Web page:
The joint venture between General Motors (GM) and Shanghai Automotive Industry Corp. (SAIC) in 1997 was regarded as the largest single foreign investment ever made in China. The joint venture was considered by many as a high-risk investment for GM at that time. Eight years after signing the joint venture, GM proved to the world that its investment in China was justified, with its growing market shares and successful partnership with SAIC. Attempts to understand the strategic alliance between GM and SAIC and how the relationship contributes to the success and rapid growth of GM in China. Also analyzes the strategies adopted by GM and the potential threats and challenges imposed on foreign automobile companies in China. Sheds light on devising viable strategies for foreign companies to enter emerging markets. General Motors is primarily engaged in automotive production and marketing and financing and insurance operations. GM designs, manufactures, and markets vehicles worldwide, have its largest operating presence in North America. The core competence of General Motors is innovation. This is the driving force behind its $190 above turnover. General Motors has been utilizing innovation in service ad technology to secure itself a dominant position in the automobile industry, since 1908.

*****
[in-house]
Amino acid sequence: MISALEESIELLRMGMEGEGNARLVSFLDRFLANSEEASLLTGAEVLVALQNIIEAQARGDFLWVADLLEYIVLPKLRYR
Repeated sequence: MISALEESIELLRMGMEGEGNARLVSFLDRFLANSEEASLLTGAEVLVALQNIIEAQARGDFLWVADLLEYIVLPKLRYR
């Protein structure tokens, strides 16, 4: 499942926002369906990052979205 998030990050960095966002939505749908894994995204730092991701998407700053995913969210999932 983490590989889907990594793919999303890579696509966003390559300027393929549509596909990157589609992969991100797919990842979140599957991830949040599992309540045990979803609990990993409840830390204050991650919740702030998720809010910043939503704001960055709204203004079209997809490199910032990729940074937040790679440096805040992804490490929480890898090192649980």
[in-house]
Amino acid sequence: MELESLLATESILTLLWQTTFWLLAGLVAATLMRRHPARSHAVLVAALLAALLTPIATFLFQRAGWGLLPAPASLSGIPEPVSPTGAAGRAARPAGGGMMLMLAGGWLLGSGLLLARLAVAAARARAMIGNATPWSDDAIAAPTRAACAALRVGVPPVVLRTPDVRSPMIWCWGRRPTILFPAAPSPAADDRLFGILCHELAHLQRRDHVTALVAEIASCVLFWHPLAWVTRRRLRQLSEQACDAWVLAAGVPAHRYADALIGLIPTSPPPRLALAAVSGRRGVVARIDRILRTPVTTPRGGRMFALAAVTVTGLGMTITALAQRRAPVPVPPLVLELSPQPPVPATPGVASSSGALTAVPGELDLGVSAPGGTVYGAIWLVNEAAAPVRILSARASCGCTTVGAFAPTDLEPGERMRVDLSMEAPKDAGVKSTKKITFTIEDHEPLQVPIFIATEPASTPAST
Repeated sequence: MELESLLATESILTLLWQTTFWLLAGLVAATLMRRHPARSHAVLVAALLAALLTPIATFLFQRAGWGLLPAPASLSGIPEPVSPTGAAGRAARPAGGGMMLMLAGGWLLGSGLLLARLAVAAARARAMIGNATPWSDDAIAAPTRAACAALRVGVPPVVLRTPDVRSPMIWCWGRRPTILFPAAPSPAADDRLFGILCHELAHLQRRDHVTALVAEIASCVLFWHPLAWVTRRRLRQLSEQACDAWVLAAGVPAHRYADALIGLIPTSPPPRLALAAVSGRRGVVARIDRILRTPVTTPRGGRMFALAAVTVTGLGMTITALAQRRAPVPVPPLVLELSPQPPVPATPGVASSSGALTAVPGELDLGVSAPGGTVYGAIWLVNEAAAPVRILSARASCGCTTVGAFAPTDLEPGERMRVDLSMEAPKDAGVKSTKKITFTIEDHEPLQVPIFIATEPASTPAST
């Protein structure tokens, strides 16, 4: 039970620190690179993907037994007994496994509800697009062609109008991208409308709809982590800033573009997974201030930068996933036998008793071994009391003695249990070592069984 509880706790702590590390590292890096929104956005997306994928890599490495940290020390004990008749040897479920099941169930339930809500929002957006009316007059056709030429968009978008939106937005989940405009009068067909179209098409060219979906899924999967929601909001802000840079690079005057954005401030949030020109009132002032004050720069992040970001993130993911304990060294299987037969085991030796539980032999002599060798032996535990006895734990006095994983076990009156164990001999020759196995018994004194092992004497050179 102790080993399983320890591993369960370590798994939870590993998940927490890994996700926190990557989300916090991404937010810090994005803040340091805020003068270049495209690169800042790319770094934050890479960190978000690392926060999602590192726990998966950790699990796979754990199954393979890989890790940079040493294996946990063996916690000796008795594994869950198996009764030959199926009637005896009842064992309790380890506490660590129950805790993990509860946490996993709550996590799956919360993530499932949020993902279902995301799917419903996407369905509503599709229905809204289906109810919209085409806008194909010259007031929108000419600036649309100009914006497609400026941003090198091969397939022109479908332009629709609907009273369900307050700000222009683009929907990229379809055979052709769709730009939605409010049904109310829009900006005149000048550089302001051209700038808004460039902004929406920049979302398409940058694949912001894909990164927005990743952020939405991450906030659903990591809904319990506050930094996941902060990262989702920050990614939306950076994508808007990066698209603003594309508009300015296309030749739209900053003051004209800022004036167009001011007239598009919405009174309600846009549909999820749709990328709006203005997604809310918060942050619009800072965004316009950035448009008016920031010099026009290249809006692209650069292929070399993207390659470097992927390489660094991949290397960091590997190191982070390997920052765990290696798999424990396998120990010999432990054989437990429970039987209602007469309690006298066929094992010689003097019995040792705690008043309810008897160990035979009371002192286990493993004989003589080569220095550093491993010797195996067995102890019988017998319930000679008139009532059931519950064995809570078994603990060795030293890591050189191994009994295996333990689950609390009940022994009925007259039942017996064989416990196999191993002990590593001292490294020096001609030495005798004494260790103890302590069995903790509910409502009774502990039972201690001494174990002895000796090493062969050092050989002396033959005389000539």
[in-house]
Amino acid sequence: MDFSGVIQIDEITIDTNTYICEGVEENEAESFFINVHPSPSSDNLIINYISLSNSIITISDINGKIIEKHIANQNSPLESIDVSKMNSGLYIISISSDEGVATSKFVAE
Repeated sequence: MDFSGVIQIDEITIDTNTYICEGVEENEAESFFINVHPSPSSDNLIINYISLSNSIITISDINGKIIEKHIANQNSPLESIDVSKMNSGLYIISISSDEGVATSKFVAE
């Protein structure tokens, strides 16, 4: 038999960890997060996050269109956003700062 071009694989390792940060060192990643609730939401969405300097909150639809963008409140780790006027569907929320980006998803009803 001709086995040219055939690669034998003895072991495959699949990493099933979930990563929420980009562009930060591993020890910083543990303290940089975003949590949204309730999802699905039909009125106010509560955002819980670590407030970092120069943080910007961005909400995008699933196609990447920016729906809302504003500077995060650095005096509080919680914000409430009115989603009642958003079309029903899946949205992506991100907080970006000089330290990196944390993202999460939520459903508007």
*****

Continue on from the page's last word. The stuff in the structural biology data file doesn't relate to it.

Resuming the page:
The main problems faced by General motors are declining U.S. automobile market share, high pension costs, rising fuel prices, lack of differentiated products, inability to generate revenues from its core activity (manufacture of cars), over dependence on its financing division and its inefficient use of assets. General Motors can adopt several strategies and tactics to overcome internal weaknesses and external threats. Some of these are: 1. Introducing self managed creative work teams to improve and speed- up product development of new technologies in emerging markets such as China and Europe. 2. Reduce dependence on GMC and focus resources on core products i.e. cars and SUVs to...
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